“What’s important is finding the right working relationships,” says Fichman, who admits that she’s a bit of a snowbird now that her family has grown up.
“I love my life in Canada, and have immense respect for a system that has really nurtured a great deal of talent. But Canada presents a double-edged sword, mainly that there are fewer broadcasting commissioners, and so it’s ever more competitive.”
“L.A. is such a big city with all kind of work being done here,” she says. “Deep pockets, more buyers, a more diverse set of potential partners.” Fichman finds great receptivity among American collaborators to the advantages she offers as a seasoned Canadian producer with access to sources of funding that don’t exist in the U.S.
Ina Fisher received the Don Haig Award at the 2018 Hot Docs Canadian International Documentary Festival.
A few years ago, Toronto-born actor-producer Michael Lazarovitch found himself in limbo while waiting for his green card approval, and thus unable to seek employment in either L.A. or Canada. So he invested his time in developing new content, building teams in both L.A. and Toronto. “I bridge the two countries, using benefits on both sides of the border to move our projects along.”
Lazarovitch says that his team’s track record with Canadian funders like The Alberta Media Fund, Telefilm, CMF and Create Ontario serves to significantly mitigate risk for American partners. The Canadian partners are incentivized to participate when he can bring an American partner and U.S. funding into a project. Like Fichman, he believes that an ongoing presence in the L.A. media market is vastly superior to commuting into L.A. to take meetings. “The relationships I’m building have developed over time,” he says, “as opposed when you fly in for a thousand meetings in a week, I have been able to forge real relationships on a much deeper level that have stood the test of time.”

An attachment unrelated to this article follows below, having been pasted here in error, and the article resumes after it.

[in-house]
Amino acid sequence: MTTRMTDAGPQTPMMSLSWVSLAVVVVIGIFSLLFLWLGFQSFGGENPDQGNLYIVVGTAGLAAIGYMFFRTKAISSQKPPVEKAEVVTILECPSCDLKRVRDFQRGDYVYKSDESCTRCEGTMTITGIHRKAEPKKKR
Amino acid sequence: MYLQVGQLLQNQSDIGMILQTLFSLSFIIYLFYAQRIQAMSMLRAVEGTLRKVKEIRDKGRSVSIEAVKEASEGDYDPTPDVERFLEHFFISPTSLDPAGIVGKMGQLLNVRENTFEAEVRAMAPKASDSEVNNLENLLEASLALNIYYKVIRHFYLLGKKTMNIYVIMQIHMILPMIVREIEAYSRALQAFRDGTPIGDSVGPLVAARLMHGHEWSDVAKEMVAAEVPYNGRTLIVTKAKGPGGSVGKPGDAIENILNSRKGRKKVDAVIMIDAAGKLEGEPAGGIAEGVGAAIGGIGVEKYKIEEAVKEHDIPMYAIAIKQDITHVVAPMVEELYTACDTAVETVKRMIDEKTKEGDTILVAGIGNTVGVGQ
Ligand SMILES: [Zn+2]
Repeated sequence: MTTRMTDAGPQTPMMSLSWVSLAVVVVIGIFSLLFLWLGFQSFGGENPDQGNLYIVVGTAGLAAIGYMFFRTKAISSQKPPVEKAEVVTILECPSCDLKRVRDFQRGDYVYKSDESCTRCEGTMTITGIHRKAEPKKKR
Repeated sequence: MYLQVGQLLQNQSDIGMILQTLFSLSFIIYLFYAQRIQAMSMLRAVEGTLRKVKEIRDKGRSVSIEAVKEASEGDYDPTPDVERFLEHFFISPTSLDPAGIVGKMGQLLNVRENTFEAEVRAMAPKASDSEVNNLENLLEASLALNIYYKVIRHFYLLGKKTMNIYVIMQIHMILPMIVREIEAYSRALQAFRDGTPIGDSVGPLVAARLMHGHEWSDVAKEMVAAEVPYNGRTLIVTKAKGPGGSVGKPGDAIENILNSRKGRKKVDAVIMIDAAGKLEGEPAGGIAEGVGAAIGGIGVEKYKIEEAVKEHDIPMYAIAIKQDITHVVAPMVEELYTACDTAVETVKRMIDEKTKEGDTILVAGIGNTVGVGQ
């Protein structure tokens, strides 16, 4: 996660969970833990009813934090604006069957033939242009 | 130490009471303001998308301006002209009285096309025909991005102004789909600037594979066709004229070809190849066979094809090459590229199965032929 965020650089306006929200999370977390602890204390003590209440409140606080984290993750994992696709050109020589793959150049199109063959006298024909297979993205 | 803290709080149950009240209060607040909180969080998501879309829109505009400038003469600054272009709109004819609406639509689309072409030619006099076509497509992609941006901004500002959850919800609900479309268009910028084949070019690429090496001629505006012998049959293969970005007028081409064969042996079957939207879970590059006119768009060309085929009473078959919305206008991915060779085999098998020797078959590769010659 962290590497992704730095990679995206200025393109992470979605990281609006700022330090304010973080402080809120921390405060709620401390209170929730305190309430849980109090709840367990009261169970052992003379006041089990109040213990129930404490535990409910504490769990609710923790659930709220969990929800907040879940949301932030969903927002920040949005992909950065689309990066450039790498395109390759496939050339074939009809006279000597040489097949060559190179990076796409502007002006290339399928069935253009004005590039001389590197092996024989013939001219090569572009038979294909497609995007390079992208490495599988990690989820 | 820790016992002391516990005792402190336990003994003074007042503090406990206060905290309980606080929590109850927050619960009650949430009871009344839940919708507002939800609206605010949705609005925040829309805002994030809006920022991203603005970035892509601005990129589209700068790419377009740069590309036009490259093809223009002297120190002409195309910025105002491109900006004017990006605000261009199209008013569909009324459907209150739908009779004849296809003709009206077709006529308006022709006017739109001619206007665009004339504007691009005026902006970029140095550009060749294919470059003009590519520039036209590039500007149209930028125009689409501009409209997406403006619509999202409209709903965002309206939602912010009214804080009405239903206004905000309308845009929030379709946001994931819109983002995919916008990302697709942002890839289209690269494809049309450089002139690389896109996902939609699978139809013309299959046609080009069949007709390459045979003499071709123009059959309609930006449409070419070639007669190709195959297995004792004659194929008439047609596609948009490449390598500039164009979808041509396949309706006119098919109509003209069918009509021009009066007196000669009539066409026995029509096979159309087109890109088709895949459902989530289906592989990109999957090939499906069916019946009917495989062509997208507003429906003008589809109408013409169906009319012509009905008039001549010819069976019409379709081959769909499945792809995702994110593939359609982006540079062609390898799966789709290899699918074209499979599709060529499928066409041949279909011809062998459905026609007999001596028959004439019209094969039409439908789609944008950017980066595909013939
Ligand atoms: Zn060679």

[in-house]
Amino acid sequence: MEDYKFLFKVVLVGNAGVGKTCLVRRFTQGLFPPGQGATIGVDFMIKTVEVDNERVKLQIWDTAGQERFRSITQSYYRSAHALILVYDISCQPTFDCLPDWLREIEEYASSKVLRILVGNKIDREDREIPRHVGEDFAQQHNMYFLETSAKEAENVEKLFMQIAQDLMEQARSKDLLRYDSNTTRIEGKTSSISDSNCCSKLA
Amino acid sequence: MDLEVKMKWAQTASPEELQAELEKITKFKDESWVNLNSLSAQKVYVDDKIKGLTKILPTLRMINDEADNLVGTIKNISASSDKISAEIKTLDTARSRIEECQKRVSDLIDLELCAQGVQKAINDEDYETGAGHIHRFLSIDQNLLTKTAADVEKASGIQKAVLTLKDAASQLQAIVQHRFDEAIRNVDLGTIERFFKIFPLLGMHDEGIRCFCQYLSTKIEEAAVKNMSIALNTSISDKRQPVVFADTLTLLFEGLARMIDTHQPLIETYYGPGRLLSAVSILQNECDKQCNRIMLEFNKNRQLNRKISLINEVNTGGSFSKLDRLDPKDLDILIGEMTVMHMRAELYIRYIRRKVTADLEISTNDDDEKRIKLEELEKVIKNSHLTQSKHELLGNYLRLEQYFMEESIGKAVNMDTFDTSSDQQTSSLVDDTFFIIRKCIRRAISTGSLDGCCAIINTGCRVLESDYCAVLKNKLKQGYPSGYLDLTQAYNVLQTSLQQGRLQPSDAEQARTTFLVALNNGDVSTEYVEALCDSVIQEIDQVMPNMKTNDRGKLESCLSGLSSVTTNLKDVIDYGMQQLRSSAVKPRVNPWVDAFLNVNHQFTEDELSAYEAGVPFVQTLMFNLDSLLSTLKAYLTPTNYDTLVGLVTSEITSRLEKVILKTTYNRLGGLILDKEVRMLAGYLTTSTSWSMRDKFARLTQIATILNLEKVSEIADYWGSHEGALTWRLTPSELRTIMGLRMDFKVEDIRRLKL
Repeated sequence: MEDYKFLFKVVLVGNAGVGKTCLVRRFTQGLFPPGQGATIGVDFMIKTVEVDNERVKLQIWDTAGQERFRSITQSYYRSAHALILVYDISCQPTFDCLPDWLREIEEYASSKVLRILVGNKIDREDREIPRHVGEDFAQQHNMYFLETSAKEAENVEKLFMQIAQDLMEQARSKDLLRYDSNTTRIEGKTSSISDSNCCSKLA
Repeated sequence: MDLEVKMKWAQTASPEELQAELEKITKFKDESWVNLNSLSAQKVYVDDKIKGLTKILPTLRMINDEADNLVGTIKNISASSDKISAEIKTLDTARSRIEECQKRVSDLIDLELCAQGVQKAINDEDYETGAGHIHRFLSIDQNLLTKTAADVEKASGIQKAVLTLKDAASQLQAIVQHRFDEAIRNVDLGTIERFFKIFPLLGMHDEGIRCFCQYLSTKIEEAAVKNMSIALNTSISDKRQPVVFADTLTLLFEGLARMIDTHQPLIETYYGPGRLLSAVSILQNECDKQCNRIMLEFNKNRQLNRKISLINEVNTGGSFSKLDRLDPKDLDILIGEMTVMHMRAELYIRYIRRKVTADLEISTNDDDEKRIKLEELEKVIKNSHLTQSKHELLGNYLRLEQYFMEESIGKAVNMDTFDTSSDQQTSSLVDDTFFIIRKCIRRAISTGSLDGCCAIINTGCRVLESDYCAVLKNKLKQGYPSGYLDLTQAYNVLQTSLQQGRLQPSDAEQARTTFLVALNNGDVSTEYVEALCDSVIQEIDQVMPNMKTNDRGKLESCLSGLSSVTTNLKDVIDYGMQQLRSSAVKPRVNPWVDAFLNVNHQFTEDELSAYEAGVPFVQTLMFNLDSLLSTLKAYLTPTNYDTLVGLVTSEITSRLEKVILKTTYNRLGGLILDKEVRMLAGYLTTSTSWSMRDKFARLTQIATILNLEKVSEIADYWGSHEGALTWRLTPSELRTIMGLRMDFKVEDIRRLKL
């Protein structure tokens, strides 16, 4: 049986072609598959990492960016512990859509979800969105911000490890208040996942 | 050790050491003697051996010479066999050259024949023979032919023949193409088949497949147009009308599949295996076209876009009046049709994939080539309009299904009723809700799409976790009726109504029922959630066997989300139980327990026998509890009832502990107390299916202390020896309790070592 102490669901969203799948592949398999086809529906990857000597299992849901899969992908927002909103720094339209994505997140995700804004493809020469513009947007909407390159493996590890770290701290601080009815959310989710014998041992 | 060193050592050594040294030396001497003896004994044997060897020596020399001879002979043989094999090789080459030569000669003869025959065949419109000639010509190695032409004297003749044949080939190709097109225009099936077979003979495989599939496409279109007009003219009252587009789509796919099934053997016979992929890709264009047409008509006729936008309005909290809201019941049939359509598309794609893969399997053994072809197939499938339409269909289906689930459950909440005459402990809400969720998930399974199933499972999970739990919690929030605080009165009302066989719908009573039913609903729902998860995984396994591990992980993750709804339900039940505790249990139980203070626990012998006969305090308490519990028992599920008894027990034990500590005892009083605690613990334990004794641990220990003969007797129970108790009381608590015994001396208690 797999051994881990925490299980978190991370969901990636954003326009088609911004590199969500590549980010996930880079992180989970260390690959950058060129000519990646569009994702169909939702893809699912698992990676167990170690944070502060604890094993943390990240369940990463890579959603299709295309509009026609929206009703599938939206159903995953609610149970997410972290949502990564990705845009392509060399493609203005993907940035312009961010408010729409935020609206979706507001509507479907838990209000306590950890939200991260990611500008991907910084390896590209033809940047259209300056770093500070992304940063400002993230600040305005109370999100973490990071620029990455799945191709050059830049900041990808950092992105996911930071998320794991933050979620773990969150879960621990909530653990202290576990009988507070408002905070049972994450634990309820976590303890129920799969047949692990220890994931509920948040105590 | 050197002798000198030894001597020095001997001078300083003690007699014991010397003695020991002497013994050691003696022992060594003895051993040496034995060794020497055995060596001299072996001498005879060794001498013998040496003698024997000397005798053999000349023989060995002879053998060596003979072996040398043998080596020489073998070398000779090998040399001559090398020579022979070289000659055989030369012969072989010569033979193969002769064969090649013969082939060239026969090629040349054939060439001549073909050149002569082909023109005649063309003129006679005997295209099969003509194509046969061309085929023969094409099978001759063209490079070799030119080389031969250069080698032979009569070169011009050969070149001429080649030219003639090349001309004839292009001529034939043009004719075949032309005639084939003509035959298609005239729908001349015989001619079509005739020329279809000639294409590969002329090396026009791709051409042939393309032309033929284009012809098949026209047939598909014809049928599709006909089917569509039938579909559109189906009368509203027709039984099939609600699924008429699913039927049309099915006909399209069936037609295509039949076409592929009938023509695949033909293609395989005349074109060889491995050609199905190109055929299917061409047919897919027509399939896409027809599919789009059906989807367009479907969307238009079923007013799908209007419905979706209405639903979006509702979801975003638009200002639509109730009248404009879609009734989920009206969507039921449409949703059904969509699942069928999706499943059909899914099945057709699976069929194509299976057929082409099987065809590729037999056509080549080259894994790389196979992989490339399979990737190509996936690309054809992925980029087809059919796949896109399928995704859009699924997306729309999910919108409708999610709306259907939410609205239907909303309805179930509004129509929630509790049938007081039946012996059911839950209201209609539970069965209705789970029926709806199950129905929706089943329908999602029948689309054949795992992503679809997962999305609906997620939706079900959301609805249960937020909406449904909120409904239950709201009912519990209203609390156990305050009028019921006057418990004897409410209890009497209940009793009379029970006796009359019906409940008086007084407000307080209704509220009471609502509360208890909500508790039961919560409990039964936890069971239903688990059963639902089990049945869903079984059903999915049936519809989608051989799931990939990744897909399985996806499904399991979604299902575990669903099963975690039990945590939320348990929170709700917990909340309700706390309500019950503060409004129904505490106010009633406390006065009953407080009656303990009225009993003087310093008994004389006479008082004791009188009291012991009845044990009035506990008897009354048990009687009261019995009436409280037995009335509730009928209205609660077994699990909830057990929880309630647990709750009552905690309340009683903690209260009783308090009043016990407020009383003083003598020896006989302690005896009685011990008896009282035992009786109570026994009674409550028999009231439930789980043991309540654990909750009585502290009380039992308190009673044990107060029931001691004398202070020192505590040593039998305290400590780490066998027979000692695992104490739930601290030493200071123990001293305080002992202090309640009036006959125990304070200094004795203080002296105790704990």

Lazarovitch also maintains his Canadian roots by operating the nonprofit Actors Workshop Canada Benefit Masterclass Series in five cities across Canada, which provides access to producers, buyers, executives and casting directors from L.A. and New York City. This project was launched with support from the Canadian Film Centre (CFC) and primarily benefits the Actors Fund of Canada (AFC).
David Ivkovic and his wife, Renee Percy, are Canadian actors who relocated to L.A. in 2009, and have maintained vibrant connections to other Canadians who migrate here for work. Ivkovic’s real estate business caters in part to Canadians coming to L.A., helping with advice and referrals, as well as navigating the vast set of neighborhoods that comprise the city.
Ivkovic serves as Chairman of Canadians Abroad of Southern California, a non-profit social, cultural and professional advocacy organization. Ivkovic’s blog is summed up by its title, “Canadians Moving to L.A.” Canadians Abroad cultivates local connections between Canadians with mixers all across the giant L.A. ecosystem. Its largest event is an annual Canada Day celebration.
Of the nearly 800,000 Canadians residing in the United States, 16 per cent live in California, with Los Angeles County the home of more Canadians than any other, according to the Migration Policy Institute. Yet, as the engaging blog, “No Enclave,” puts it, “Canadian-Americans are a largely overlooked minority in the vast landscape of Los Angeles‘s diversity. Los Angeles, after all, has no Little Toronto nor a Historic Canuck Town. Whereas immigrants from south of the Rio Grande are celebrated, vilified, romanticized, ignored and pandered too; those from north of the 49th Parallel are practically invisible.”